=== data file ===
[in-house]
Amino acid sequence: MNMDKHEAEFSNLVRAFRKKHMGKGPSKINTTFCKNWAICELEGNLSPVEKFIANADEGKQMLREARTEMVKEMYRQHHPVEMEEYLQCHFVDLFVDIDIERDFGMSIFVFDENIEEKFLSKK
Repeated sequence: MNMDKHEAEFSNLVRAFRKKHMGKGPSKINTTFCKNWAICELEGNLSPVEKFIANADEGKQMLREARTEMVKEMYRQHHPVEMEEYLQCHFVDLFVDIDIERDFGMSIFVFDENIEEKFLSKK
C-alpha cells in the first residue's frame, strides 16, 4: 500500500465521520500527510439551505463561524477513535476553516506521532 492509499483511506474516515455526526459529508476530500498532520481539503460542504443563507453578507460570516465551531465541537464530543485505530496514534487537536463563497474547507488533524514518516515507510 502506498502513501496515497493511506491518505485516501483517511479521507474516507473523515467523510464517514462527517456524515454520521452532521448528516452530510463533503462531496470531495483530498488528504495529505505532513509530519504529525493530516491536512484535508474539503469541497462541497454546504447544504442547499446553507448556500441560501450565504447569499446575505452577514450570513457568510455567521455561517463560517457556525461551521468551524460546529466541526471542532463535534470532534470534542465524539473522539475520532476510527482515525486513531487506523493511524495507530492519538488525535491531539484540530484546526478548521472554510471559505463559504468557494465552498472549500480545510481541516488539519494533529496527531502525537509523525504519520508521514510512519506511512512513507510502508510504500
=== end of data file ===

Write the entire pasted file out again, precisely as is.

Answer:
[in-house]
Amino acid sequence: MNMDKHEAEFSNLVRAFRKKHMGKGPSKINTTFCKNWAICELEGNLSPVEKFIANADEGKQMLREARTEMVKEMYRQHHPVEMEEYLQCHFVDLFVDIDIERDFGMSIFVFDENIEEKFLSKK
Repeated sequence: MNMDKHEAEFSNLVRAFRKKHMGKGPSKINTTFCKNWAICELEGNLSPVEKFIANADEGKQMLREARTEMVKEMYRQHHPVEMEEYLQCHFVDLFVDIDIERDFGMSIFVFDENIEEKFLSKK
C-alpha cells in the first residue's frame, strides 16, 4: 500500500465521520500527510439551505463561524477513535476553516506521532 492509499483511506474516515455526526459529508476530500498532520481539503460542504443563507453578507460570516465551531465541537464530543485505530496514534487537536463563497474547507488533524514518516515507510 502506498502513501496515497493511506491518505485516501483517511479521507474516507473523515467523510464517514462527517456524515454520521452532521448528516452530510463533503462531496470531495483530498488528504495529505505532513509530519504529525493530516491536512484535508474539503469541497462541497454546504447544504442547499446553507448556500441560501450565504447569499446575505452577514450570513457568510455567521455561517463560517457556525461551521468551524460546529466541526471542532463535534470532534470534542465524539473522539475520532476510527482515525486513531487506523493511524495507530492519538488525535491531539484540530484546526478548521472554510471559505463559504468557494465552498472549500480545510481541516488539519494533529496527531502525537509523525504519520508521514510512519506511512512513507510502508510504500